Winter is now well on its way, and the temperatures have started to drop. Those of us now contemplating overnight hikes will have to plan carefully for the cold, as well as long cold nights.   Supper time will move earlier and earlier which means longer times in the sleeping bags.   Remember to plan your night time gear carefully.

For our day hikers, the days will be colder, and afternoon chills will be in before we get back to the vehicles.   So hike with extra warm clothing in your day pack.   Hats and  beanies now take on the dual role of sun protector and head warmer.   Rather look at hats in place of light caps etc.   An extra bar of chocolate for nibbling on the way home can help to keep energy levels up. Good lunches are advised.  

Club Happenings

 The fixture list has been has been full, and in most cases very well attended. The 5-day Giants Cup Trail was fully subscribed, and the trip enjoyed by all. The day trip to Karkloof Falls organized by Mark and Mary was very well attended with a record crowd enjoying the day.   Keith’s Drakensberg Garden  cottage was also well attended.   However some of the other week-end hikes, as well as day hikes have been poorly attended.   Please give a thought to our leaders who put themselves out to organize trips for the club.  

Happenings of note

Congratulations to Keith Ashton and Philip Grant.

Mountain Backpackers 2005 Grand Traverse has just been completed by Keith Ashton and Philip Grant.   The Grand Traverse starts at the Sentinel at Royal Natal, 13 days and 220 kilometers later it ends at Bushmans Nek border post.   The challenge was a tough one, with some unfriendly weather experienced at times.  However I will leave them to tell the story, and show pictures once they have sorted out their lives.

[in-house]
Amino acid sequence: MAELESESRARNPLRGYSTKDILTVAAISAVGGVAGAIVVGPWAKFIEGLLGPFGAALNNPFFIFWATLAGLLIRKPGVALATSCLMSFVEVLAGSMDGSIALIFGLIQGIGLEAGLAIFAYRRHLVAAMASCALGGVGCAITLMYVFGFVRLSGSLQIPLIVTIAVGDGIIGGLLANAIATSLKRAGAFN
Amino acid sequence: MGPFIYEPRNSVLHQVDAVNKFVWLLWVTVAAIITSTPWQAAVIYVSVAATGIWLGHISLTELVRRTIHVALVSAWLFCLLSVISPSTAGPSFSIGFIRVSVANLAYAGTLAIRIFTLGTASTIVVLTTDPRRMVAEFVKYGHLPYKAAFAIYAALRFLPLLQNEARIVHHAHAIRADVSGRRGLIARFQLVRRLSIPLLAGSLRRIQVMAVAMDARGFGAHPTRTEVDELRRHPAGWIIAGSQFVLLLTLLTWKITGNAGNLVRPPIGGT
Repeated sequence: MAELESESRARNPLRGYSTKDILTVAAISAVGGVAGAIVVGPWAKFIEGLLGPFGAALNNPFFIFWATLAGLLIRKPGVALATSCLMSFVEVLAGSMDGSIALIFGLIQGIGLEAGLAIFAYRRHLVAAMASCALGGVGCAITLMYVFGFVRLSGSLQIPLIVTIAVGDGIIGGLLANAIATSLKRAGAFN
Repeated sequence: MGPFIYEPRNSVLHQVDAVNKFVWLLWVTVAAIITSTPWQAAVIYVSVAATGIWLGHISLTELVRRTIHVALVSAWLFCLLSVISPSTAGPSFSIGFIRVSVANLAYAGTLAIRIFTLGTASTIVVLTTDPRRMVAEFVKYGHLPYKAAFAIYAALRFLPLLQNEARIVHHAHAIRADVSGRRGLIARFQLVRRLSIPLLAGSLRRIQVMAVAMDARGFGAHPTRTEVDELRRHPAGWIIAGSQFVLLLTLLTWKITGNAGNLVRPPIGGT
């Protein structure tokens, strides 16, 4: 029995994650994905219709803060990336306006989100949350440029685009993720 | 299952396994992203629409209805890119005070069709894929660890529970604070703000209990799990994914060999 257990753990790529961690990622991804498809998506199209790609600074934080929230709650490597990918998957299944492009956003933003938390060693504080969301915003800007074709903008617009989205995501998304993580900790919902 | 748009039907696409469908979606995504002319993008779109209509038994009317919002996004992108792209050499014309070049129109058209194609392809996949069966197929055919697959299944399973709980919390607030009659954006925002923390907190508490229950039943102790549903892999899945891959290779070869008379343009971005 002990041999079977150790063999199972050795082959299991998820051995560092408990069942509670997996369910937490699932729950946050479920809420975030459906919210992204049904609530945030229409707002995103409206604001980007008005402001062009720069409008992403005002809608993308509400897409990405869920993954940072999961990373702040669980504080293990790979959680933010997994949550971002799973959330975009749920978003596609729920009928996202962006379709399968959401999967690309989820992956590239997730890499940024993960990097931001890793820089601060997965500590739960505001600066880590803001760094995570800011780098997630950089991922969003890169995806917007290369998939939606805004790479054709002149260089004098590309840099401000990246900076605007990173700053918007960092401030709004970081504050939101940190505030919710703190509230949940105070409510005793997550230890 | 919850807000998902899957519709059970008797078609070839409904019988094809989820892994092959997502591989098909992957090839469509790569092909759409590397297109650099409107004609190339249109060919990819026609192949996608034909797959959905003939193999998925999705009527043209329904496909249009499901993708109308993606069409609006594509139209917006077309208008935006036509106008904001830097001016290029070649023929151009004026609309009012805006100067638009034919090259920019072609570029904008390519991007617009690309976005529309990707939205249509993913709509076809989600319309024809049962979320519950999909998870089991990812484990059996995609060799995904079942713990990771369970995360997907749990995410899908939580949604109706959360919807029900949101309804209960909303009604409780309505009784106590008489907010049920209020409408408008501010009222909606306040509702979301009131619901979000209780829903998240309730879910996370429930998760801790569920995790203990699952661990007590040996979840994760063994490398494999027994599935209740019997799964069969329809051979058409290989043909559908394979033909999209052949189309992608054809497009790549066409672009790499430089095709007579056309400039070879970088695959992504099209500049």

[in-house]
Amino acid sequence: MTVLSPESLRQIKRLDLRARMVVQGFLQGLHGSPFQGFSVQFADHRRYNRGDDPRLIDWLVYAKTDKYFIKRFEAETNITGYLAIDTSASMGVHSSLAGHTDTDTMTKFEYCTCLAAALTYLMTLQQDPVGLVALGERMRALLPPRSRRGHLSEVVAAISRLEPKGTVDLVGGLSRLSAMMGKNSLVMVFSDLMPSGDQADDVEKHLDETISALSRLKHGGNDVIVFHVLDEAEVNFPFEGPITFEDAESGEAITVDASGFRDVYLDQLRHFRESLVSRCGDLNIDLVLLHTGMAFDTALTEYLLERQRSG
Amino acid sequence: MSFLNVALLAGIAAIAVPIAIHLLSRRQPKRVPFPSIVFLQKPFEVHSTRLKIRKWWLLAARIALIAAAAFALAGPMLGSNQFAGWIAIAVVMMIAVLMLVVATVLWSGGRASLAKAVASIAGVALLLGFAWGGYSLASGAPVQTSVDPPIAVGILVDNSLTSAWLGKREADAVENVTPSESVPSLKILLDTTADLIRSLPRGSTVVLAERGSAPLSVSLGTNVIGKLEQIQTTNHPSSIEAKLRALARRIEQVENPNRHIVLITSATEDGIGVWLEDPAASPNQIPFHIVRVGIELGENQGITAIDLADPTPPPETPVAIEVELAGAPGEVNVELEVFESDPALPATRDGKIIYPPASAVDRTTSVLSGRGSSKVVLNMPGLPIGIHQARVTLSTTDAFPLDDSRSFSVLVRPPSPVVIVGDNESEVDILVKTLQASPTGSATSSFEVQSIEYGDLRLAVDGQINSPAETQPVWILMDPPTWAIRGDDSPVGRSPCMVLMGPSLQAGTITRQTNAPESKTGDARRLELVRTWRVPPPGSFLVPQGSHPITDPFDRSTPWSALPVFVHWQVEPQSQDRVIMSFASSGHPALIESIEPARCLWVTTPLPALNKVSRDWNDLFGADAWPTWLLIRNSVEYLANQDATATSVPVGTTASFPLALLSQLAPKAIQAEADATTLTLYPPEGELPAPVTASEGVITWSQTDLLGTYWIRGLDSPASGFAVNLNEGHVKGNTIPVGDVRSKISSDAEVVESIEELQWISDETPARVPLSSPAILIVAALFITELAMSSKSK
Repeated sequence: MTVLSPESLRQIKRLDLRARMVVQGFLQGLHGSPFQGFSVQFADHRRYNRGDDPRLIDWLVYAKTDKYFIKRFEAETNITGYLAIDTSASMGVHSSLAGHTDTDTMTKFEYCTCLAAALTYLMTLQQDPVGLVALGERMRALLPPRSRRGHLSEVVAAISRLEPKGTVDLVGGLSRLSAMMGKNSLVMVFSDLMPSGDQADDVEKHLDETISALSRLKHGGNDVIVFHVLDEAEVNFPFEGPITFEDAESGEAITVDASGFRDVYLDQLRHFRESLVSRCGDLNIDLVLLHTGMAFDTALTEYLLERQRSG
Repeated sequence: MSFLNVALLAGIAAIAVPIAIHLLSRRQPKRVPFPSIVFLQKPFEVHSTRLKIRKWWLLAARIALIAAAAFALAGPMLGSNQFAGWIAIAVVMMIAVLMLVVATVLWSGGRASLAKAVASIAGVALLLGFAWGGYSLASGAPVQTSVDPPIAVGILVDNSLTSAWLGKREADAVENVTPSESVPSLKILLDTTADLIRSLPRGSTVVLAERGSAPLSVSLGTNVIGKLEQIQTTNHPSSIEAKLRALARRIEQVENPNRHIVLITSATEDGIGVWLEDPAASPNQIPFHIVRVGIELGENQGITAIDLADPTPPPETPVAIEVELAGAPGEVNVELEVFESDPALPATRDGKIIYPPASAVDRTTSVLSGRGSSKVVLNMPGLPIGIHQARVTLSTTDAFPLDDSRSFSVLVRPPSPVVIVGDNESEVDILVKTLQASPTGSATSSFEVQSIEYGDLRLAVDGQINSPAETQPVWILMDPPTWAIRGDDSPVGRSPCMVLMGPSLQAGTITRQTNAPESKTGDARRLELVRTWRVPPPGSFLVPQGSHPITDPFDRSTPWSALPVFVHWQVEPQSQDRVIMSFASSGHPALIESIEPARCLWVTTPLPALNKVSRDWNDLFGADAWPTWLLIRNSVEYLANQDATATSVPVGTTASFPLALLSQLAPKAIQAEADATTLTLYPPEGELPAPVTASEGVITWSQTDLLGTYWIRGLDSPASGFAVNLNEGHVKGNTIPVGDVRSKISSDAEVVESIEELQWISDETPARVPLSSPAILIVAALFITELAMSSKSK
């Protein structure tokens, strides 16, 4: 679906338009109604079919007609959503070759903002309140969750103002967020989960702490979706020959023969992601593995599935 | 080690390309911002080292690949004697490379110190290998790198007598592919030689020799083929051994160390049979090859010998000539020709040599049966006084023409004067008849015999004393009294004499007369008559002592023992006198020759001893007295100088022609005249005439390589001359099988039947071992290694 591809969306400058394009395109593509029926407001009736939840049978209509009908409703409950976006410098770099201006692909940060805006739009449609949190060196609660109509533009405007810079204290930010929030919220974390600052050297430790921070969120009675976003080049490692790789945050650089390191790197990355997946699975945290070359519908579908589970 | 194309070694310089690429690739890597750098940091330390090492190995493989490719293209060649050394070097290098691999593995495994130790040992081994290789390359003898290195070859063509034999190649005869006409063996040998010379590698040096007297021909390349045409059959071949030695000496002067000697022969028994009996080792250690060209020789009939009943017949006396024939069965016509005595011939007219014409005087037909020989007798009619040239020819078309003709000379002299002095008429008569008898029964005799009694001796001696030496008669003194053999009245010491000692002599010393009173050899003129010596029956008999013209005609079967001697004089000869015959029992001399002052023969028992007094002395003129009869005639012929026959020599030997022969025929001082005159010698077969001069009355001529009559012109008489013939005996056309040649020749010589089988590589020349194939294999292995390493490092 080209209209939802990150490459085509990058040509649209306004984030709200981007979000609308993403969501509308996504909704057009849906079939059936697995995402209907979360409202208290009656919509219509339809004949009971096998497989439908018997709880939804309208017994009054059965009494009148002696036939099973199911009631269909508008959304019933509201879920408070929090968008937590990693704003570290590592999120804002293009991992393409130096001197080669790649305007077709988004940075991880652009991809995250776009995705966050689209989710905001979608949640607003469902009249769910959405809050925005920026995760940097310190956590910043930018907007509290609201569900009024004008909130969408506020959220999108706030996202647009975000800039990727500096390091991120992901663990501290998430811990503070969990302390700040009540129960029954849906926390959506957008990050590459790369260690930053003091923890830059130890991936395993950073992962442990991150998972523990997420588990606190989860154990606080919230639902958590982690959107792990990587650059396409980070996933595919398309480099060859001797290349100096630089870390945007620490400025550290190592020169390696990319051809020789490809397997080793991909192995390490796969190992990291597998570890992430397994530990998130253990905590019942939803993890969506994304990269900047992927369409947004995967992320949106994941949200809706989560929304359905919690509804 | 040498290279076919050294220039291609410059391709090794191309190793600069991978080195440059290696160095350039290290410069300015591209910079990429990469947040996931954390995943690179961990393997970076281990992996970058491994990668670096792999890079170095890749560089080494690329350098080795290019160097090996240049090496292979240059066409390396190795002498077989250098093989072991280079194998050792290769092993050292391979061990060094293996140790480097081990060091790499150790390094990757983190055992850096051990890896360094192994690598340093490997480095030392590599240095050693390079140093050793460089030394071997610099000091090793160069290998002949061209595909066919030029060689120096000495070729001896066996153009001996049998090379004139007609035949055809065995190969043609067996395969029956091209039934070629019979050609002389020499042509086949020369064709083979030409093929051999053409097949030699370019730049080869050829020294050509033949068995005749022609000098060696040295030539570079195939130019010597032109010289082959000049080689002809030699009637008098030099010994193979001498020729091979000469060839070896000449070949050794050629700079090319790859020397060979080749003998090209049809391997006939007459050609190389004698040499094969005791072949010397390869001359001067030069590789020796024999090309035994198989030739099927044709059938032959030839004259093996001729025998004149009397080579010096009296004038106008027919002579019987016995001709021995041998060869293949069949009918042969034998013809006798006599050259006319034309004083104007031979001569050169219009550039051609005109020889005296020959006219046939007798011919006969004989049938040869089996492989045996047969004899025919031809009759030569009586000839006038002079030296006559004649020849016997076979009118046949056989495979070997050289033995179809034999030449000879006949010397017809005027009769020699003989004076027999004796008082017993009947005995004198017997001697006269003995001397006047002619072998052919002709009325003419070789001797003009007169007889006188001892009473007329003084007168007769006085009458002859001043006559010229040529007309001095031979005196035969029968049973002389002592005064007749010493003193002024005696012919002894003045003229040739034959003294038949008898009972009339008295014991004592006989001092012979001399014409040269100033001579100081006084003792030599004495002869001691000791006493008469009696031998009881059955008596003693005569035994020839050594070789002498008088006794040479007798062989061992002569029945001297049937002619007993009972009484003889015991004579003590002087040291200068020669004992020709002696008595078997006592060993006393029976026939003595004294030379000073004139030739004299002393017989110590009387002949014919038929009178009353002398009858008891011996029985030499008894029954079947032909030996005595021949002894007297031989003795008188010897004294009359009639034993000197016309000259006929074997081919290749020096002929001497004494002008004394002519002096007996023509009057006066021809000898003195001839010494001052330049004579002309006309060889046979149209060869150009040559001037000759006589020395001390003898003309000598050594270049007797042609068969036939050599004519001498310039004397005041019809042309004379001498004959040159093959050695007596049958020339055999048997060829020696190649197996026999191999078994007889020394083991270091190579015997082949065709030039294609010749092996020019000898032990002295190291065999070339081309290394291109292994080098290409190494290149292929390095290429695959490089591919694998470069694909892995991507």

Congratulations also to Chantel Beatie, Irene Dickin, Allison Gunning and Teresa Whitfield who were part of the Grand Traverse re-supply team.   They braved the long walk and climb from Giants Castle camp to Bannerman Hut then up Bannerman Pass to the summit of the berg to carry re-supply food for the main Traverse Party.   Believe me, a very arduous day for any hike, especially as one has to carry your own tent as well as your food.    Well done to all these club members. 

New Members

The club continues to grow with new members joining all the time.   We welcome these members to our club, and trust that we will enjoy their company on many day hikes as well as overnight hikes.

For new members, your hike leaders have a wealth of information about hikes, clothing, food etc., so please feel free to ask any questions, any time – they will be only too happy to help you enjoy your outing.